Trump faces furious State Dept. revolt for trashing career diplomats on Ukraine: ‘People are fed up’
US President Donald Trump signals denuclearization talks with North Korean leader Kim Jong Un remain alive, nearly two weeks after cancelling a trip to Pyongyang by Secretary of State Mike Pompeo. (AFP / NICHOLAS KAMM)

According to a report from Politico, Donald Trump and Secretary of State Mike Pompeo are facing a massive revolt by longtime staffers at the State Department for continuing to trash U.S. diplomats and members in the foreign service community who refuse to protect the president over his Ukraine misdeeds.


Politico notes, "They’ve been derided as a 'Deep State,' slurred as 'Obama holdovers,' threatened with draconian budget cuts and told that President Donald Trump doesn’t even need them. Now, America’s diplomats are taking their revenge."

Describing diplomats and State Department officials who have already spoken with House investigators, Politico reveals that resentment toward the president runs deeper than just anger over his Ukraine troubles.

"Overall, the diplomats’ testimony has bolstered allegations that Trump tried to improperly pressure Ukraine to investigate former Vice President Joe Biden, a political rival," the report states. "But some also used the platform to air long-held grievances over Trump and his aides’ treatment of the State Department’s career staffers, several of whom were demoted or sidelined following attacks by the conservative media."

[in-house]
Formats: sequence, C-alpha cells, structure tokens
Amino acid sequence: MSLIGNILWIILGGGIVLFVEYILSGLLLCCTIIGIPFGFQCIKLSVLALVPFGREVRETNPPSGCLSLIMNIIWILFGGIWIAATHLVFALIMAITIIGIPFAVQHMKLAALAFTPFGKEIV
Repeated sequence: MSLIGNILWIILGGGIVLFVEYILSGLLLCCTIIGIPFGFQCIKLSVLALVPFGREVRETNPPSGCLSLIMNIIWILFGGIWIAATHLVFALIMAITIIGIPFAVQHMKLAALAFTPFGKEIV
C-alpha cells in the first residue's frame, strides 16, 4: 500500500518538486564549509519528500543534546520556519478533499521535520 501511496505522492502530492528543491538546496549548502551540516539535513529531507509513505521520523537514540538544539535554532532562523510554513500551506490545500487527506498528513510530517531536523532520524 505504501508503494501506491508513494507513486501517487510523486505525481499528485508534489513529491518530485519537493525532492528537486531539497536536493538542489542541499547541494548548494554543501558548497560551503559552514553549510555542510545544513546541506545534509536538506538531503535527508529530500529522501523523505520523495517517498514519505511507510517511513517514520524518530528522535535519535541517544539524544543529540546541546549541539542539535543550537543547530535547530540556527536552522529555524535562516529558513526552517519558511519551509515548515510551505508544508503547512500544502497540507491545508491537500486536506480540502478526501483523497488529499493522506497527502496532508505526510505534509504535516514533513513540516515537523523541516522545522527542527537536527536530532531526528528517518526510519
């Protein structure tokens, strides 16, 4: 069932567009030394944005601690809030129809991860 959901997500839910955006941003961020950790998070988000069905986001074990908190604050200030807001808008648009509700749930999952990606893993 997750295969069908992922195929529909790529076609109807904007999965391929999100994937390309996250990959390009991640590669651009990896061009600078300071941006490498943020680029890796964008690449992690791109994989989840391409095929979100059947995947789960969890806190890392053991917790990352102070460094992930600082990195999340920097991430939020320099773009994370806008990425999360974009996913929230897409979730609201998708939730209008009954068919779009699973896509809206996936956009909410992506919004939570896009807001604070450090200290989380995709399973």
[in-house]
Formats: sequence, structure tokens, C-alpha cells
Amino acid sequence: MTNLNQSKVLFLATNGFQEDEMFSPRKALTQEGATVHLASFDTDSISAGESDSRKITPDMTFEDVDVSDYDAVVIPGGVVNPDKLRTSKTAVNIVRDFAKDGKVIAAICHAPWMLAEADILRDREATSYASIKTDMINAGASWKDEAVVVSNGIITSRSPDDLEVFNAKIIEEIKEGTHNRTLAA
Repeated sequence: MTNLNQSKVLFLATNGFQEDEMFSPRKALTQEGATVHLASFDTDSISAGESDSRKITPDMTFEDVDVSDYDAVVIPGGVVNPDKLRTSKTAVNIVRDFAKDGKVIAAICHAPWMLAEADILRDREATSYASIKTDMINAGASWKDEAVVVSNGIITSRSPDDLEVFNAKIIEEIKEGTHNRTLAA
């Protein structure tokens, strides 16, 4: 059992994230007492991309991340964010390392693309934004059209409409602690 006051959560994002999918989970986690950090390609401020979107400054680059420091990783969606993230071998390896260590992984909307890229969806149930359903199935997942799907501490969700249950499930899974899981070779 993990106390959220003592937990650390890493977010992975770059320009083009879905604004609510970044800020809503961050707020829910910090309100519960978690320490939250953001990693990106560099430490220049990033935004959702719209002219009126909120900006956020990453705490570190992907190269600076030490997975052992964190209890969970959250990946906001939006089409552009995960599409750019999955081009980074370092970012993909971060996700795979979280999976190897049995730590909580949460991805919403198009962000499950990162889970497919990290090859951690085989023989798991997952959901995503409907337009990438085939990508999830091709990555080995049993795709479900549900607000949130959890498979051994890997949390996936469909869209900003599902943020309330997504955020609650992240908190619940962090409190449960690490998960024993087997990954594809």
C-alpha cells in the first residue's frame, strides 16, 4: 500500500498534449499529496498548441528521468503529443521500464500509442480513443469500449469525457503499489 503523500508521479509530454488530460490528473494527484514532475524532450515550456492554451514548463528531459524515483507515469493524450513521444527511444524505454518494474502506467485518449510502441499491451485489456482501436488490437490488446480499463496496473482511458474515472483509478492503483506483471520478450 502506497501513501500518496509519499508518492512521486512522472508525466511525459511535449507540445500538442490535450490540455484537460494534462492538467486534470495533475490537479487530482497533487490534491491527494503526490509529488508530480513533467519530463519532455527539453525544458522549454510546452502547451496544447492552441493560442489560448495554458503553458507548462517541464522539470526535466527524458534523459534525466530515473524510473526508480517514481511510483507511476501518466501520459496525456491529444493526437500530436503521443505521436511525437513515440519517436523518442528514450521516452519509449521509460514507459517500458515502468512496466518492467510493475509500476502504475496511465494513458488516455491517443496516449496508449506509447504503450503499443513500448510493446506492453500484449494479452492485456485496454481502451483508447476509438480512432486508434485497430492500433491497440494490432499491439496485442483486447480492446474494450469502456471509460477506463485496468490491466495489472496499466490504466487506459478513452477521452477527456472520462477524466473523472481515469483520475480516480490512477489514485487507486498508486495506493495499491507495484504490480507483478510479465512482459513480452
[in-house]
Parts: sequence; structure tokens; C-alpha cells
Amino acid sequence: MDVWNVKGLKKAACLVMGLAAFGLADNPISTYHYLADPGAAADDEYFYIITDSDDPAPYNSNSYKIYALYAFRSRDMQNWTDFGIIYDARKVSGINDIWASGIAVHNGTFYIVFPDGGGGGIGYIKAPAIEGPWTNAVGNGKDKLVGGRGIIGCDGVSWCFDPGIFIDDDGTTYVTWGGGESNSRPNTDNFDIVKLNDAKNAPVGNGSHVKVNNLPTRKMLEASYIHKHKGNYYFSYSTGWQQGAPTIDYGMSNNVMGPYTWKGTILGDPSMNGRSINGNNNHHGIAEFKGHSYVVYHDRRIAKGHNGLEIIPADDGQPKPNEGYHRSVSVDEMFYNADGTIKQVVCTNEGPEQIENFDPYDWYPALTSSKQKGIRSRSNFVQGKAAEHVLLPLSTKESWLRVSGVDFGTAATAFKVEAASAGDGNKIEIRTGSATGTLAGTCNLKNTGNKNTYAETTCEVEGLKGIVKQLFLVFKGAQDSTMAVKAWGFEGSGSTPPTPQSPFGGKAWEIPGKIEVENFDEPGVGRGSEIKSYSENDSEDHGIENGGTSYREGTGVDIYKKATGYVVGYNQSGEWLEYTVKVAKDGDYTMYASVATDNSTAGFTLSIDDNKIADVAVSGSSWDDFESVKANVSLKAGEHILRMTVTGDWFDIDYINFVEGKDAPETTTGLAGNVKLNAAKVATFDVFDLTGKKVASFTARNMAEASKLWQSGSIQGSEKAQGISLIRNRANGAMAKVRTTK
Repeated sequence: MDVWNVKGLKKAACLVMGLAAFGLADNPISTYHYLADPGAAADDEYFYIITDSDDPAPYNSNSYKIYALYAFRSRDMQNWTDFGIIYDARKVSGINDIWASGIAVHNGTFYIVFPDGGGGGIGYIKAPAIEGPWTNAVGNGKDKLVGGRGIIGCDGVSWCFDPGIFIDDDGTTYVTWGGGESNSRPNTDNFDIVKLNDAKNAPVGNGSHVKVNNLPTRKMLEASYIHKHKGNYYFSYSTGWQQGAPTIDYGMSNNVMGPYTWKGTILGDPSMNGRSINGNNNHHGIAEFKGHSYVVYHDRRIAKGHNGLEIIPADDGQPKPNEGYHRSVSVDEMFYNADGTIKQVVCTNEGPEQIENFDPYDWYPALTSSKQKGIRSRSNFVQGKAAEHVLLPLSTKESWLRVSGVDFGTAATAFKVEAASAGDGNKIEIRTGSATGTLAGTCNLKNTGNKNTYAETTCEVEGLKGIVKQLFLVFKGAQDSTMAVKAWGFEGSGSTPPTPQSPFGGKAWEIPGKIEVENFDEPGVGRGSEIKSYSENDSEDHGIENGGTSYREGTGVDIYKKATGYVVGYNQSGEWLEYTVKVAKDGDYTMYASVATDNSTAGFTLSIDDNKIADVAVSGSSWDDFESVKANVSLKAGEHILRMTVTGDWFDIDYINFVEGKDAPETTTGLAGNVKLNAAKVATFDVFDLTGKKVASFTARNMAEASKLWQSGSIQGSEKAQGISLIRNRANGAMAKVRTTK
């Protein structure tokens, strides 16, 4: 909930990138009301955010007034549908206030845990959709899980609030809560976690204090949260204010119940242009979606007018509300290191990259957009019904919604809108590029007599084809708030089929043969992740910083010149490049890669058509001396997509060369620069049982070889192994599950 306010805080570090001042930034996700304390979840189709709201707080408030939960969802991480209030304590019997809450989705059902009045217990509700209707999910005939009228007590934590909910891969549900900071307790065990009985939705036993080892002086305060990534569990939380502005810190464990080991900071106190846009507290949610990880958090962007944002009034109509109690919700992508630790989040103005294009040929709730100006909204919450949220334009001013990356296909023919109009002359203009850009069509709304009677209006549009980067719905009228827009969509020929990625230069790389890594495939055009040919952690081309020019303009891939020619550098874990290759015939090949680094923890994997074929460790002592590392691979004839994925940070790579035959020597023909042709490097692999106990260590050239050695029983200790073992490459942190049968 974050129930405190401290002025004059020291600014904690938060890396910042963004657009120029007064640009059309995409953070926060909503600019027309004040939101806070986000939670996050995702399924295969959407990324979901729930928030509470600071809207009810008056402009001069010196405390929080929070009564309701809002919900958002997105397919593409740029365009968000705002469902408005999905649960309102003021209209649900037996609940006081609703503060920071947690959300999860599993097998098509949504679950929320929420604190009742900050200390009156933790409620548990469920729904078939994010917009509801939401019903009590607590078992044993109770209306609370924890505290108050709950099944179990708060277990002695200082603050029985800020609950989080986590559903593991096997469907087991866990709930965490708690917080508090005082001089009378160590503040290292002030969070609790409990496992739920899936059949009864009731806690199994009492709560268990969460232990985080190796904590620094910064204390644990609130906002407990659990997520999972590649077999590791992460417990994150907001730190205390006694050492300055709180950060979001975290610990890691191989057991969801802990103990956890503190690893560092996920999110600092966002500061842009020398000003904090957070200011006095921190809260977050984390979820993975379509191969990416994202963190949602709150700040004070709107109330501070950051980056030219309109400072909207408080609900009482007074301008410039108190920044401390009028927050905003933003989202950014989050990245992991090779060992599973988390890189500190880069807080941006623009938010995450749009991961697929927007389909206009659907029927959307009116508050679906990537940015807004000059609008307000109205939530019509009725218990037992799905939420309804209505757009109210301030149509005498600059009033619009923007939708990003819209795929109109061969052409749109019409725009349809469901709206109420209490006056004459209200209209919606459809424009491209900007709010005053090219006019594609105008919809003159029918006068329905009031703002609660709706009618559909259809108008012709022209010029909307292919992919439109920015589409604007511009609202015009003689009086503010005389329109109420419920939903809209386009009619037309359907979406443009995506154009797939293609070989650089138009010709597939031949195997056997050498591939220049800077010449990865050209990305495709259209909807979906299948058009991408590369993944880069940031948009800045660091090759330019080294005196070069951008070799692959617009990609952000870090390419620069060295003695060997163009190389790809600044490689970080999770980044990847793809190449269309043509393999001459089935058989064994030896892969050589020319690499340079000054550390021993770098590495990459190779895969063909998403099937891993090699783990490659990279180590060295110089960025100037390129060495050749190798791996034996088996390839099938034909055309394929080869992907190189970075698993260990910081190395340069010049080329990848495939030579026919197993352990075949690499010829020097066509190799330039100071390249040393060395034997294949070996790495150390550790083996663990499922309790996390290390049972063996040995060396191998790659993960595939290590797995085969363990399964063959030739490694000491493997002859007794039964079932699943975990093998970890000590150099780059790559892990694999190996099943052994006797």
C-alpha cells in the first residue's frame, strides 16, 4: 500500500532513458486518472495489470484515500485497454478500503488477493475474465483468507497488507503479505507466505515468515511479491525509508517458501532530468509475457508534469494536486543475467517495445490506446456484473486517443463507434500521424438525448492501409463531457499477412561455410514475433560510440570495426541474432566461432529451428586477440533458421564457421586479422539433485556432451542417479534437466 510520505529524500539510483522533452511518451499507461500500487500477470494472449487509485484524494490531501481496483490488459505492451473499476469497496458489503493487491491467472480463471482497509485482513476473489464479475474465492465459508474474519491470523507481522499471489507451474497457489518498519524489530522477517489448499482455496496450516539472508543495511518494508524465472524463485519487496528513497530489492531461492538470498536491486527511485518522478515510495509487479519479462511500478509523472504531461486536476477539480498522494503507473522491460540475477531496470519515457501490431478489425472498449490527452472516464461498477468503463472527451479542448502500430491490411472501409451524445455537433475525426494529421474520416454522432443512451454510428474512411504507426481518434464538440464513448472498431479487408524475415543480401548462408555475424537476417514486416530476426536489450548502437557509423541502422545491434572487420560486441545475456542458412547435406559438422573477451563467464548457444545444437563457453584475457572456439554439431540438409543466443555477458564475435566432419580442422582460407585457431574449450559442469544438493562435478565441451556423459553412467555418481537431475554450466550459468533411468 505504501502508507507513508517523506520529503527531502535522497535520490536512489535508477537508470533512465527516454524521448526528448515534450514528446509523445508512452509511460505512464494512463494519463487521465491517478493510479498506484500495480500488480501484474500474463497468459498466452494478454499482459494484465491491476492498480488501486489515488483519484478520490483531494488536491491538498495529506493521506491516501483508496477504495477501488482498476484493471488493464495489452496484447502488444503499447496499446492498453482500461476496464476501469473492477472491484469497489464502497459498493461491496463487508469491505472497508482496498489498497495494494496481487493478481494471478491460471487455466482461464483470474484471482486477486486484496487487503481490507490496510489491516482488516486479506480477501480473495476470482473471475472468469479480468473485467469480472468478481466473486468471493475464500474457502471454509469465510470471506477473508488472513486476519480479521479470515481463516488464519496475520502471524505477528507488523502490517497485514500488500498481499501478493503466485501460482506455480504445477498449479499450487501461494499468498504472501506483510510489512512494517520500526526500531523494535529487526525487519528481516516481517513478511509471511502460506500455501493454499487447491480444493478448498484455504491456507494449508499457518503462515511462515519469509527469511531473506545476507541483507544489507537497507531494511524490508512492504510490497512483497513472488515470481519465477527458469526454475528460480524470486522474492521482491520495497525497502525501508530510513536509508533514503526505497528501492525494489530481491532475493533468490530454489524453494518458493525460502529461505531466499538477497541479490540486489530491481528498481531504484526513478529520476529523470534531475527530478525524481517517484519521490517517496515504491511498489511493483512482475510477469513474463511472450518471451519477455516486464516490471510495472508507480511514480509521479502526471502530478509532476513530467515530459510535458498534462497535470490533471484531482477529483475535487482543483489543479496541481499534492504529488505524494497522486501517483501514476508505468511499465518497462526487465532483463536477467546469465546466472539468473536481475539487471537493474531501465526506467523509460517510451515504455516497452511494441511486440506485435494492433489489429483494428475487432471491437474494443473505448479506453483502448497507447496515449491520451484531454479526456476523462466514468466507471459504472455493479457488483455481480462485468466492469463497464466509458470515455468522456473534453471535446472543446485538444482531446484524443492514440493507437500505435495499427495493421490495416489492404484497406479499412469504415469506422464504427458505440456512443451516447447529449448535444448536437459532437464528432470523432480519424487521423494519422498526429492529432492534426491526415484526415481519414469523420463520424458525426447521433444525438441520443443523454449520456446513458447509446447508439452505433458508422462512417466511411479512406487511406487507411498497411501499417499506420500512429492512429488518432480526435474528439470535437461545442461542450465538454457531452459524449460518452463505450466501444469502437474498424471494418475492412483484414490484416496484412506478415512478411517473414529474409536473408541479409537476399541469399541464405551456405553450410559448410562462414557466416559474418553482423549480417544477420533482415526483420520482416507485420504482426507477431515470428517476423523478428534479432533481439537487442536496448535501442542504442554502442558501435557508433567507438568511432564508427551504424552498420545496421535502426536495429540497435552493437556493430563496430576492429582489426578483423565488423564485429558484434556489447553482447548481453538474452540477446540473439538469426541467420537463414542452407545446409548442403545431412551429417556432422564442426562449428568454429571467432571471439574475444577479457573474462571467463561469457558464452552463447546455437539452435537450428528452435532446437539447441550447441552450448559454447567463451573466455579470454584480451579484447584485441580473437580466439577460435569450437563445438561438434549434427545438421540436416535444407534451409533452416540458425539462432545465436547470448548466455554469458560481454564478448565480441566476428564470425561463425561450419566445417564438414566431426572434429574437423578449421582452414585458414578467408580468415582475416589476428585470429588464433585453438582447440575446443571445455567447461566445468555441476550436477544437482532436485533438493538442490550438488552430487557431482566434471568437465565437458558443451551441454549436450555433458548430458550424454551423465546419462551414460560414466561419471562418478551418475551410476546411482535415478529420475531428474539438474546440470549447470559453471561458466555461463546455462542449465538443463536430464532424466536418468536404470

According to Laura Kennedy, a former U.S. ambassador who still keeps in touch with former associates at State, "People are fed up, there’s a deep well of resentment that’s just bubbled toward the top.”

According to another source, some lower-level employees are worried their reputations may be sullied by the turmoil going on in Pompeo's department.

In fact, Pompeo has infuriated the career diplomats with how he is running the department as well as his criticism of well-respected employees.

"State Department employees say they’re furious that he hasn’t publicly supported [former Ukraine Ambassador Marie] Yovanovitch, who testified that the deputy secretary of state, John Sullivan, admitted to her that she’d 'done nothing wrong' but was being recalled anyway," Politico reports. "Pompeo took over the department in April 2018, after morale had sunk unusually low under Trump’s first secretary of state, Rex Tillerson. Tillerson had largely sidelined career diplomats and seemed willing to go along with steep budget cuts Trump proposed for the State Department – cuts Congress has repeatedly blocked."

According to a U.S. diplomat stationed overseas, "People are generally disappointed that Pompeo seems to have abdicated principled leadership in favor of political games."

"But for now, as the impeachment inquiry leads their colleagues to Capitol Hill, State Department staffers feel like they matter, too. 'They are sad, tired and scared,' one former State Department official said, 'though glad to see colleagues stand up and fulfill their oaths.'" Politico summed up.

You can read more here.